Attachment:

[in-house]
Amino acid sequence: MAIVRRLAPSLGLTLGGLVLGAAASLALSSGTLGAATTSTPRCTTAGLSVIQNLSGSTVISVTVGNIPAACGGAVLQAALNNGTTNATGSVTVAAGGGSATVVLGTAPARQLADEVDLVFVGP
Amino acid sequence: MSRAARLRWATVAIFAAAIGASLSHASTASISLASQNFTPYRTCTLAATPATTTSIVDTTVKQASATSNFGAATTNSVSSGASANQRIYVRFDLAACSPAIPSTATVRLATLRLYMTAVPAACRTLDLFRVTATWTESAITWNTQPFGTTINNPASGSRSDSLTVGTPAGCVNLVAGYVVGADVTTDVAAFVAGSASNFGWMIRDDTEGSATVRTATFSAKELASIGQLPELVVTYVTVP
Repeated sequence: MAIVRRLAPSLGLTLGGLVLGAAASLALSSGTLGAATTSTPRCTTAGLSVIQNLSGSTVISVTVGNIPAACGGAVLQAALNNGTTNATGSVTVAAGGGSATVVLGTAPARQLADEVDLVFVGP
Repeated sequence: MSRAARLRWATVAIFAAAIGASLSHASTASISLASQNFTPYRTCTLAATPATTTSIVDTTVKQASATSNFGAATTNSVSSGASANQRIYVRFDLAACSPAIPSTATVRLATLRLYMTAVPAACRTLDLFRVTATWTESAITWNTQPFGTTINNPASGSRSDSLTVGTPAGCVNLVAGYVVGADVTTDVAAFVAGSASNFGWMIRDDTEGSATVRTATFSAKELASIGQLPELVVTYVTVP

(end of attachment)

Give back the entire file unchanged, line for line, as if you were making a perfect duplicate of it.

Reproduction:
[in-house]
Amino acid sequence: MAIVRRLAPSLGLTLGGLVLGAAASLALSSGTLGAATTSTPRCTTAGLSVIQNLSGSTVISVTVGNIPAACGGAVLQAALNNGTTNATGSVTVAAGGGSATVVLGTAPARQLADEVDLVFVGP
Amino acid sequence: MSRAARLRWATVAIFAAAIGASLSHASTASISLASQNFTPYRTCTLAATPATTTSIVDTTVKQASATSNFGAATTNSVSSGASANQRIYVRFDLAACSPAIPSTATVRLATLRLYMTAVPAACRTLDLFRVTATWTESAITWNTQPFGTTINNPASGSRSDSLTVGTPAGCVNLVAGYVVGADVTTDVAAFVAGSASNFGWMIRDDTEGSATVRTATFSAKELASIGQLPELVVTYVTVP
Repeated sequence: MAIVRRLAPSLGLTLGGLVLGAAASLALSSGTLGAATTSTPRCTTAGLSVIQNLSGSTVISVTVGNIPAACGGAVLQAALNNGTTNATGSVTVAAGGGSATVVLGTAPARQLADEVDLVFVGP
Repeated sequence: MSRAARLRWATVAIFAAAIGASLSHASTASISLASQNFTPYRTCTLAATPATTTSIVDTTVKQASATSNFGAATTNSVSSGASANQRIYVRFDLAACSPAIPSTATVRLATLRLYMTAVPAACRTLDLFRVTATWTESAITWNTQPFGTTINNPASGSRSDSLTVGTPAGCVNLVAGYVVGADVTTDVAAFVAGSASNFGWMIRDDTEGSATVRTATFSAKELASIGQLPELVVTYVTVP